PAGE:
But then, somewhere between the innocence of boyhood and the nightmare of watching your hero waste away, he decided he could honor his father by raising money for the ALS Association, and the best way to do that would be through running in the New York City Marathon. Hence, over the past five months Dessi, the CEO of Silverback Social, a social media marketing firm, devoted much of his time to jogging the 2 ½ miles from his home in Chappaqua to the Pleasantville High track, where he would run round and round and round, his thoughts drifting to childhood baseball games and social media strategies and Derek Jeter's ankle and, mostly, his father. Cliché be damned, the slow, methodical jogs became Chris Dessi's therapy sessions -- "the energy that I wanted to put into a glass of scotch and a good cry, I turned to running," he says. He would simultaneously use Facebook, Twitter and his website to update friends and family members, while raising more than $3,000 in the fight against ALS.
"It was hard, because, really, this isn't my sport," he says. "I had some great months, some awful months. I lost weight, fought shin splints, different injuries ... it wasn't easy, but it was very rewarding."
Then, last Friday he received a text that the marathon had been postponed. Moments later his brother, Mark, sent a follow-up -- not postponed, cancelled. Chris' heart sank. And didn't sink. Like millions of others, he had lost power, and was actually staying with his parents, Adrian and Patricia, at their home in Carmel, N.Y. He was well aware of the devastation caused by Hurricane Sandy, and immediately felt the race had to be 1,435th on the priority list.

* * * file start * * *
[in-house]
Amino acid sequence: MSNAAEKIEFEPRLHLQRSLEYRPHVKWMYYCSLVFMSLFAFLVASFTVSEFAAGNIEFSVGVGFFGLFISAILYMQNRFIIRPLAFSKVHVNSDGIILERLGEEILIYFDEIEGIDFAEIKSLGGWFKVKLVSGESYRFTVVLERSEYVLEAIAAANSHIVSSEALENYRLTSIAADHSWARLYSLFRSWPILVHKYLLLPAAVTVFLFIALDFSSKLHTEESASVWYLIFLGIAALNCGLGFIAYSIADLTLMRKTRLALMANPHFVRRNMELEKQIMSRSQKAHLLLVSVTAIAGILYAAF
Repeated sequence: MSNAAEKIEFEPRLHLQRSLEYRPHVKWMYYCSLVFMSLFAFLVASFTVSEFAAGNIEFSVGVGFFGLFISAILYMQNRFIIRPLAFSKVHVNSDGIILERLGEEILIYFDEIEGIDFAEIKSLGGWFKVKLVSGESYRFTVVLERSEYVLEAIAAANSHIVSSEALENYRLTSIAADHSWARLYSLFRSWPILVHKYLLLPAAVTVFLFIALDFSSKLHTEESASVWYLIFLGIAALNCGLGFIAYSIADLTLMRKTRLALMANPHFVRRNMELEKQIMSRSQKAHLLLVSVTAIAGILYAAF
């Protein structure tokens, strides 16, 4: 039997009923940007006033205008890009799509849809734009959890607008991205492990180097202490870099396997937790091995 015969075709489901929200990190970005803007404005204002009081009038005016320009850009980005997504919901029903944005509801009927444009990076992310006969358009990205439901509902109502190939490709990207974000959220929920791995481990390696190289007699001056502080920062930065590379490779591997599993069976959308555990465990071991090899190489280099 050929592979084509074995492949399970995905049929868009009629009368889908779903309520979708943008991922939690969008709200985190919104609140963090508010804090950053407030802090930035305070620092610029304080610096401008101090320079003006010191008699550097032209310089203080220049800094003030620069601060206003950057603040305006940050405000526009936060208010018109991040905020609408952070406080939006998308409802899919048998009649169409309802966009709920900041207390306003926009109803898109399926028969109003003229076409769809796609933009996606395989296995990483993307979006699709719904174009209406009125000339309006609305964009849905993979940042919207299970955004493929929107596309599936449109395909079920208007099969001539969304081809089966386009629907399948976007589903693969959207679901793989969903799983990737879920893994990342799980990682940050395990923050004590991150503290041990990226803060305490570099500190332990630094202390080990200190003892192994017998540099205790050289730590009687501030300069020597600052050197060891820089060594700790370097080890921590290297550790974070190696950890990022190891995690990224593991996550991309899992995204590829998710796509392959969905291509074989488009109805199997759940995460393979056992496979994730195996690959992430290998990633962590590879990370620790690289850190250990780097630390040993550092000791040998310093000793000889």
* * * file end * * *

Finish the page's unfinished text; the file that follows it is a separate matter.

"I had this vision -- a very real vision -- of the runners arriving for the start in Staten Island and people there showing up with clubs and beating us all up," he says. "And they would have been right to have done so. For us to run while all these people were struggling ... as people were dying ... it would have been awful."
With that, Chris put his dream on hold. There would be no New York City Marathon this year. Sure, maybe he could run the Philadelphia Marathon instead. Or perhaps he could ...